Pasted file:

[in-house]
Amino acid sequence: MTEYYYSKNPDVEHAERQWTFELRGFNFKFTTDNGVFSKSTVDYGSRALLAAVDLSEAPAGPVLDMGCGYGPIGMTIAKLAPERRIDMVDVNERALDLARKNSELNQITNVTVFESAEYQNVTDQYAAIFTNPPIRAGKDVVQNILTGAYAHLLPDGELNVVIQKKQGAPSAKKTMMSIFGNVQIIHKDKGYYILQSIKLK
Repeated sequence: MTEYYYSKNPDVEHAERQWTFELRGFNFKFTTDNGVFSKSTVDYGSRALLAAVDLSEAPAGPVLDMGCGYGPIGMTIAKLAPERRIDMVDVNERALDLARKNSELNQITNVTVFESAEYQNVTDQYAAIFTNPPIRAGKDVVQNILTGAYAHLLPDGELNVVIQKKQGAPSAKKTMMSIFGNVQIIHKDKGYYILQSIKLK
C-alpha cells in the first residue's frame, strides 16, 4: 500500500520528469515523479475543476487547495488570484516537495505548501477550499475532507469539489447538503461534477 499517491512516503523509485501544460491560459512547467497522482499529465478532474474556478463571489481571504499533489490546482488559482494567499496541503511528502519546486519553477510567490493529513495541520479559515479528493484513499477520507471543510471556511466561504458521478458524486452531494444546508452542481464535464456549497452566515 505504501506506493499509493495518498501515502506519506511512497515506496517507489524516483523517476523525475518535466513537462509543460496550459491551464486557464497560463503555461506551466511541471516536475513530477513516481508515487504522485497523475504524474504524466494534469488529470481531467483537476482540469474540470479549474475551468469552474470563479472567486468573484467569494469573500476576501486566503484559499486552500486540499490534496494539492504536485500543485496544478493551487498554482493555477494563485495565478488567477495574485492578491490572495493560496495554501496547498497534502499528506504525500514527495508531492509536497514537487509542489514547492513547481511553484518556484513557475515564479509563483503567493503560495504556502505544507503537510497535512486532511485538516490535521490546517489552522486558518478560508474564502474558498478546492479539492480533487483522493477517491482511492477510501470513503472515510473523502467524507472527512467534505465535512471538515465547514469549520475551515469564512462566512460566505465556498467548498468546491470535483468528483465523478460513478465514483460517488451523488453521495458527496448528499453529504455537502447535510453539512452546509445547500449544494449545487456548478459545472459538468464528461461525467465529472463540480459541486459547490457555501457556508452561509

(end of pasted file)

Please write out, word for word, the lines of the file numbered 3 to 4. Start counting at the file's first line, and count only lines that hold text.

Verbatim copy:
Repeated sequence: MTEYYYSKNPDVEHAERQWTFELRGFNFKFTTDNGVFSKSTVDYGSRALLAAVDLSEAPAGPVLDMGCGYGPIGMTIAKLAPERRIDMVDVNERALDLARKNSELNQITNVTVFESAEYQNVTDQYAAIFTNPPIRAGKDVVQNILTGAYAHLLPDGELNVVIQKKQGAPSAKKTMMSIFGNVQIIHKDKGYYILQSIKLK
C-alpha cells in the first residue's frame, strides 16, 4: 500500500520528469515523479475543476487547495488570484516537495505548501477550499475532507469539489447538503461534477 499517491512516503523509485501544460491560459512547467497522482499529465478532474474556478463571489481571504499533489490546482488559482494567499496541503511528502519546486519553477510567490493529513495541520479559515479528493484513499477520507471543510471556511466561504458521478458524486452531494444546508452542481464535464456549497452566515 505504501506506493499509493495518498501515502506519506511512497515506496517507489524516483523517476523525475518535466513537462509543460496550459491551464486557464497560463503555461506551466511541471516536475513530477513516481508515487504522485497523475504524474504524466494534469488529470481531467483537476482540469474540470479549474475551468469552474470563479472567486468573484467569494469573500476576501486566503484559499486552500486540499490534496494539492504536485500543485496544478493551487498554482493555477494563485495565478488567477495574485492578491490572495493560496495554501496547498497534502499528506504525500514527495508531492509536497514537487509542489514547492513547481511553484518556484513557475515564479509563483503567493503560495504556502505544507503537510497535512486532511485538516490535521490546517489552522486558518478560508474564502474558498478546492479539492480533487483522493477517491482511492477510501470513503472515510473523502467524507472527512467534505465535512471538515465547514469549520475551515469564512462566512460566505465556498467548498468546491470535483468528483465523478460513478465514483460517488451523488453521495458527496448528499453529504455537502447535510453539512452546509445547500449544494449545487456548478459545472459538468464528461461525467465529472463540480459541486459547490457555501457556508452561509